Intelligence Minister: Israel rejects any US-proposed Jordan Valley security plan
Steinitz told Israeli public radio Sunday that "Anyone who proposes a solution in the Jordan Valley by deploying an international force, Palestinian police or technological means ... does not understand the Middle East" (Courtesy of Tomer Applebaum/Haaretz)
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An Israeli cabinet member closely affiliated with Prime Minister Benjamin Netanyahu announced Sunday that Israel "rejects" any "U.S.-proposed security concessions for the Jordan Valley," according to Agence France-Presse.
Intelligence Minister Yuval Steinitz stated on Israeli public radio, "Security must remain in our hands. Anyone who proposes a solution in the Jordan Valley by deploying an international force, Palestinian police or technological means ... does not understand the Middle East."
Palestinians have previously expressed interest in having an international armed force to "patrol" the Jordan Valley under U.S. Secretary of State Kerry's tentative framework for peace, but Israel's strong opposition has sidelined the idea to a large extent. Israel wants a "long-term military presence" in the Jordan Valley, but the proposed plan suggested a mixed Israeli-Palestinian military presence that would eventually be withdrawn once security is ensured in the area.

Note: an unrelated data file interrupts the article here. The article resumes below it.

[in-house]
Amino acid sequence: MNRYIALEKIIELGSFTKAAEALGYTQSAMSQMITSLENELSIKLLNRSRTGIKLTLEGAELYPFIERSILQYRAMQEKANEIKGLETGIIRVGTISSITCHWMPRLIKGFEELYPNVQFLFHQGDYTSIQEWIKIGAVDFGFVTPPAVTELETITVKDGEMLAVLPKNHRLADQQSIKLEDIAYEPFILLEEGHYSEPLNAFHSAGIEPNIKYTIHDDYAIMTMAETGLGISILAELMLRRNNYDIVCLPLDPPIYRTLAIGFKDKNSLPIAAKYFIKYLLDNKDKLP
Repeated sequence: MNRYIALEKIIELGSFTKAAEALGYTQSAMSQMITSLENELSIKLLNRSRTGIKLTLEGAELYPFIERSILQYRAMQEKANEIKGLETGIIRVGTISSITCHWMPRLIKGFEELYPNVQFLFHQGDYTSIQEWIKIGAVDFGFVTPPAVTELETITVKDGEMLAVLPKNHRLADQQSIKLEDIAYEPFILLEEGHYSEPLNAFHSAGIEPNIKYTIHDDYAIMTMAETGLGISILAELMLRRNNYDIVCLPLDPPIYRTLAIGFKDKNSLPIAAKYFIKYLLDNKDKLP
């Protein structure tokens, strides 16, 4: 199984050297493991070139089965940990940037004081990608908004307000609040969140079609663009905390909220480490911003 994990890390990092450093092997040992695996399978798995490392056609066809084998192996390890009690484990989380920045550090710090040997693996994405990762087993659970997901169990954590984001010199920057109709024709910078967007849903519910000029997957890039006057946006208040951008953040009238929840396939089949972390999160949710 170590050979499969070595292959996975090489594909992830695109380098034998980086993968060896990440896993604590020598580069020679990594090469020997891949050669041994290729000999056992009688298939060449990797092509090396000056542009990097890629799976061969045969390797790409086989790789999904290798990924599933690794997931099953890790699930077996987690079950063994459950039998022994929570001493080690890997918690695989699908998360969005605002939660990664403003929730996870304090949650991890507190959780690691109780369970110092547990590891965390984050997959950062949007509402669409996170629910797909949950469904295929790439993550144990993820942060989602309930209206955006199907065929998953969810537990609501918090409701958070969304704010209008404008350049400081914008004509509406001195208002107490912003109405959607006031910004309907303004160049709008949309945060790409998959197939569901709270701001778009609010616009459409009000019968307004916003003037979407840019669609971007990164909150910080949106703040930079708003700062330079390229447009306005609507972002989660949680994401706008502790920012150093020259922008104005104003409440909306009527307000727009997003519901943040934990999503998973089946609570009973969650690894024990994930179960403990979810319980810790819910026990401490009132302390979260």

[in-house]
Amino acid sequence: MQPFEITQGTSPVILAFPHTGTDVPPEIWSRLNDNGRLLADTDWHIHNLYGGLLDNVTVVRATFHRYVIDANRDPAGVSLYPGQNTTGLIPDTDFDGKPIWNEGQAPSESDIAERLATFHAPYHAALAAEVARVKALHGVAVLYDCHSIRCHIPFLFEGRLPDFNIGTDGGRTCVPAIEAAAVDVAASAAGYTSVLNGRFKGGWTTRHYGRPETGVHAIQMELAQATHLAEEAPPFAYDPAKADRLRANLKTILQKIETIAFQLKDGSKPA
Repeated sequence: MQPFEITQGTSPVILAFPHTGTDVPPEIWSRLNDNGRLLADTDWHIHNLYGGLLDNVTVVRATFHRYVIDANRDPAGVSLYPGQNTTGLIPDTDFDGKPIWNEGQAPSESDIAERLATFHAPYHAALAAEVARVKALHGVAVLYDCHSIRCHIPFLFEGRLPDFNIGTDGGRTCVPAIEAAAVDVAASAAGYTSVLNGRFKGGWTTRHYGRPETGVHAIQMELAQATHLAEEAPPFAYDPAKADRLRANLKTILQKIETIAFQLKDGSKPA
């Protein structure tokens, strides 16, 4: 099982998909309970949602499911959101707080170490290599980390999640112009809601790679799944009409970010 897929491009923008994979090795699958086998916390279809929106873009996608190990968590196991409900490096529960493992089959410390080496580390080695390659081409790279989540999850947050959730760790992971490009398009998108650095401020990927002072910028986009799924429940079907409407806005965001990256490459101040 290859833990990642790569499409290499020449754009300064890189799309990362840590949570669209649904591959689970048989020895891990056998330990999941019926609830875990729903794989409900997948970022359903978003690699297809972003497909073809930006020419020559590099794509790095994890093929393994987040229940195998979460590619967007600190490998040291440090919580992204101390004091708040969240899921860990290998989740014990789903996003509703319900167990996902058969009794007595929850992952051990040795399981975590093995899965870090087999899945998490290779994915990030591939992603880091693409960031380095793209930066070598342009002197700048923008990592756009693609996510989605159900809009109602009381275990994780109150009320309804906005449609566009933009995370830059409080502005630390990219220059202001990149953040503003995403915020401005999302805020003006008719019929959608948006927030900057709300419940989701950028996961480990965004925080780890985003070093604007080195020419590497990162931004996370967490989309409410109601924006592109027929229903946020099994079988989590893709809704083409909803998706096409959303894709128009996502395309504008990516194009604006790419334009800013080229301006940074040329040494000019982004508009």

Steinitz statement follows Kerry's recent visit to Israel and the Palestinian territories to finalize the tentative framework for peace between the two conflicting groups. Kerry has stated that the framework will address the core issues in conflict, including the future of a Palestinian state, refugees, the "fate of Jerusalem," security and mutual recognition. However, no details of the proposed framework have been released thus far, and Kerry confirmed that the final accord would not be agreed upon or announced during this trip.
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